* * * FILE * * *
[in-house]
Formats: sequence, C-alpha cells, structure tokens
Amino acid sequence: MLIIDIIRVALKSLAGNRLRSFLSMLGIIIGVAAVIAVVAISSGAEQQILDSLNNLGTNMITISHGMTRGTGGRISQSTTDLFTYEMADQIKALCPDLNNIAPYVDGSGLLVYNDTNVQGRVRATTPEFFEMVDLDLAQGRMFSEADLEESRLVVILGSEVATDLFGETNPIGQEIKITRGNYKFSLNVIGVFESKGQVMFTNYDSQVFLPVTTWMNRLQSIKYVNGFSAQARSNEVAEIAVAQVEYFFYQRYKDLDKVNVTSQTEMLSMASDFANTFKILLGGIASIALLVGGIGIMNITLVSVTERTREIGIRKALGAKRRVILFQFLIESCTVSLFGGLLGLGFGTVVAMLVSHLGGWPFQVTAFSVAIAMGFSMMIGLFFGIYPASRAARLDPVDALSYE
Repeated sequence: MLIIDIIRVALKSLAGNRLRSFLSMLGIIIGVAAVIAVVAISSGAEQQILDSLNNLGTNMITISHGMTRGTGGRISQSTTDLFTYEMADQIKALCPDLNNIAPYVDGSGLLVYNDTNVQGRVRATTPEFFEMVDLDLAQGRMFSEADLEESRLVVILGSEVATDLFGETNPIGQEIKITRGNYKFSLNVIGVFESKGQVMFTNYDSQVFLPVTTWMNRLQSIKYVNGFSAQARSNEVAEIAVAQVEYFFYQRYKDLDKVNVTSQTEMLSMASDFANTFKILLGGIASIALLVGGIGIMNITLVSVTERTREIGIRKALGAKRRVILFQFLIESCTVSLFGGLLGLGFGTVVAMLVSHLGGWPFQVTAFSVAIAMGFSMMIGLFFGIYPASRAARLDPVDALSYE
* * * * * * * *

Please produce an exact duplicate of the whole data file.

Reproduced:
[in-house]
Formats: sequence, C-alpha cells, structure tokens
Amino acid sequence: MLIIDIIRVALKSLAGNRLRSFLSMLGIIIGVAAVIAVVAISSGAEQQILDSLNNLGTNMITISHGMTRGTGGRISQSTTDLFTYEMADQIKALCPDLNNIAPYVDGSGLLVYNDTNVQGRVRATTPEFFEMVDLDLAQGRMFSEADLEESRLVVILGSEVATDLFGETNPIGQEIKITRGNYKFSLNVIGVFESKGQVMFTNYDSQVFLPVTTWMNRLQSIKYVNGFSAQARSNEVAEIAVAQVEYFFYQRYKDLDKVNVTSQTEMLSMASDFANTFKILLGGIASIALLVGGIGIMNITLVSVTERTREIGIRKALGAKRRVILFQFLIESCTVSLFGGLLGLGFGTVVAMLVSHLGGWPFQVTAFSVAIAMGFSMMIGLFFGIYPASRAARLDPVDALSYE
Repeated sequence: MLIIDIIRVALKSLAGNRLRSFLSMLGIIIGVAAVIAVVAISSGAEQQILDSLNNLGTNMITISHGMTRGTGGRISQSTTDLFTYEMADQIKALCPDLNNIAPYVDGSGLLVYNDTNVQGRVRATTPEFFEMVDLDLAQGRMFSEADLEESRLVVILGSEVATDLFGETNPIGQEIKITRGNYKFSLNVIGVFESKGQVMFTNYDSQVFLPVTTWMNRLQSIKYVNGFSAQARSNEVAEIAVAQVEYFFYQRYKDLDKVNVTSQTEMLSMASDFANTFKILLGGIASIALLVGGIGIMNITLVSVTERTREIGIRKALGAKRRVILFQFLIESCTVSLFGGLLGLGFGTVVAMLVSHLGGWPFQVTAFSVAIAMGFSMMIGLFFGIYPASRAARLDPVDALSYE